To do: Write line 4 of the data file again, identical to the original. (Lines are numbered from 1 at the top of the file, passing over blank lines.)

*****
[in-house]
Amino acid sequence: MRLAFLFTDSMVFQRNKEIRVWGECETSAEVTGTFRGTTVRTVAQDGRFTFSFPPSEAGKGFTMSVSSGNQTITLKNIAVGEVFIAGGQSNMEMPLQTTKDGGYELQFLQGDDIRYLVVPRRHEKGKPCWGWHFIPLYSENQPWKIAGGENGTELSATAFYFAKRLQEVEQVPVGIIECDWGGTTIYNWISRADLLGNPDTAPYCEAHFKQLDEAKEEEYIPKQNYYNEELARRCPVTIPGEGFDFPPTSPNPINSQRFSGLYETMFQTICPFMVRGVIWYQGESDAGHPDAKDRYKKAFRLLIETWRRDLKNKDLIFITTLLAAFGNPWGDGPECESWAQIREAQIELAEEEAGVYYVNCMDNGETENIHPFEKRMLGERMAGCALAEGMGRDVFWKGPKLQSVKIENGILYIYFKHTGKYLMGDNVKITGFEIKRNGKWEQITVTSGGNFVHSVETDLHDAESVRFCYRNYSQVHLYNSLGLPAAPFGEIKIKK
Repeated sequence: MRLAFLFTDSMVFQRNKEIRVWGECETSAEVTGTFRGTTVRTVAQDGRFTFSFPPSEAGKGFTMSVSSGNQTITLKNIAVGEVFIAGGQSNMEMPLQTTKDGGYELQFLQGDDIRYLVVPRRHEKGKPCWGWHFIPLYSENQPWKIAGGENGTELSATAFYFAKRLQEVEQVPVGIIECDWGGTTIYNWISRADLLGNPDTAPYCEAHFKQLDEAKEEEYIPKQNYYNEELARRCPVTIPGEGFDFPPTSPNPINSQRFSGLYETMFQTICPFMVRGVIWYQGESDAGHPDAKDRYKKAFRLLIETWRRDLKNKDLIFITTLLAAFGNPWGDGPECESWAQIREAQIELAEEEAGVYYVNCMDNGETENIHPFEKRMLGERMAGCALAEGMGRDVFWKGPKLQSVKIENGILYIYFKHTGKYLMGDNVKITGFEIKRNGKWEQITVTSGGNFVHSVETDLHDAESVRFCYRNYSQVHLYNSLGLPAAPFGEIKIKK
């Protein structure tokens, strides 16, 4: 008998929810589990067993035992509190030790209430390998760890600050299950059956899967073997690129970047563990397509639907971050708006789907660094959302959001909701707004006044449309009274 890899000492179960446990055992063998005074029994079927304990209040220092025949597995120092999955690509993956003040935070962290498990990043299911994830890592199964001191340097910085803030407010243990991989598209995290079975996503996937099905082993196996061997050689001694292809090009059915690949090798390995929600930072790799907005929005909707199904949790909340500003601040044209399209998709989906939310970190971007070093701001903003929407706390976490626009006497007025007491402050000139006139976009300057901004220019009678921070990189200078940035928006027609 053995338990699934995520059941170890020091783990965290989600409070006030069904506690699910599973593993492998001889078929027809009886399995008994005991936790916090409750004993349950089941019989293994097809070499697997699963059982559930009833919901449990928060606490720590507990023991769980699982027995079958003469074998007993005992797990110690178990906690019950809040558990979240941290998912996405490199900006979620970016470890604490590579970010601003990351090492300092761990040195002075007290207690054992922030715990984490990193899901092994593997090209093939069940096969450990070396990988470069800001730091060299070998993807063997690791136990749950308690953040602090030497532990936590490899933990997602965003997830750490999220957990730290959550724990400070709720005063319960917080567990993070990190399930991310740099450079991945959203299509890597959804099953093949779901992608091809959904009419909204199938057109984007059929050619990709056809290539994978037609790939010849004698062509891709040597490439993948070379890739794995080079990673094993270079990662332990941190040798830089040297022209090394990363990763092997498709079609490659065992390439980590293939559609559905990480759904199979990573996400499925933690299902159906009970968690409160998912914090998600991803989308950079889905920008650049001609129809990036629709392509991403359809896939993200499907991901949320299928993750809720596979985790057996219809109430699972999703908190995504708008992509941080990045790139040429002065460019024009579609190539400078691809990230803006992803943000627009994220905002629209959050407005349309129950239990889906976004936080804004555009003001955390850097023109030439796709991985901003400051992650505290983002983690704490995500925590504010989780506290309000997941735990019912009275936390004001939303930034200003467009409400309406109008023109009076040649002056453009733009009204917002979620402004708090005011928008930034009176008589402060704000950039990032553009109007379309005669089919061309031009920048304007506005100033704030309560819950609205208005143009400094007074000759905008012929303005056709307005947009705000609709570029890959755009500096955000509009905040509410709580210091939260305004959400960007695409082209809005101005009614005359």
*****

């Protein structure tokens, strides 16, 4: 008998929810589990067993035992509190030790209430390998760890600050299950059956899967073997690129970047563990397509639907971050708006789907660094959302959001909701707004006044449309009274 890899000492179960446990055992063998005074029994079927304990209040220092025949597995120092999955690509993956003040935070962290498990990043299911994830890592199964001191340097910085803030407010243990991989598209995290079975996503996937099905082993196996061997050689001694292809090009059915690949090798390995929600930072790799907005929005909707199904949790909340500003601040044209399209998709989906939310970190971007070093701001903003929407706390976490626009006497007025007491402050000139006139976009300057901004220019009678921070990189200078940035928006027609 053995338990699934995520059941170890020091783990965290989600409070006030069904506690699910599973593993492998001889078929027809009886399995008994005991936790916090409750004993349950089941019989293994097809070499697997699963059982559930009833919901449990928060606490720590507990023991769980699982027995079958003469074998007993005992797990110690178990906690019950809040558990979240941290998912996405490199900006979620970016470890604490590579970010601003990351090492300092761990040195002075007290207690054992922030715990984490990193899901092994593997090209093939069940096969450990070396990988470069800001730091060299070998993807063997690791136990749950308690953040602090030497532990936590490899933990997602965003997830750490999220957990730290959550724990400070709720005063319960917080567990993070990190399930991310740099450079991945959203299509890597959804099953093949779901992608091809959904009419909204199938057109984007059929050619990709056809290539994978037609790939010849004698062509891709040597490439993948070379890739794995080079990673094993270079990662332990941190040798830089040297022209090394990363990763092997498709079609490659065992390439980590293939559609559905990480759904199979990573996400499925933690299902159906009970968690409160998912914090998600991803989308950079889905920008650049001609129809990036629709392509991403359809896939993200499907991901949320299928993750809720596979985790057996219809109430699972999703908190995504708008992509941080990045790139040429002065460019024009579609190539400078691809990230803006992803943000627009994220905002629209959050407005349309129950239990889906976004936080804004555009003001955390850097023109030439796709991985901003400051992650505290983002983690704490995500925590504010989780506290309000997941735990019912009275936390004001939303930034200003467009409400309406109008023109009076040649002056453009733009009204917002979620402004708090005011928008930034009176008589402060704000950039990032553009109007379309005669089919061309031009920048304007506005100033704030309560819950609205208005143009400094007074000759905008012929303005056709307005947009705000609709570029890959755009500096955000509009905040509410709580210091939260305004959400960007695409082209809005101005009614005359």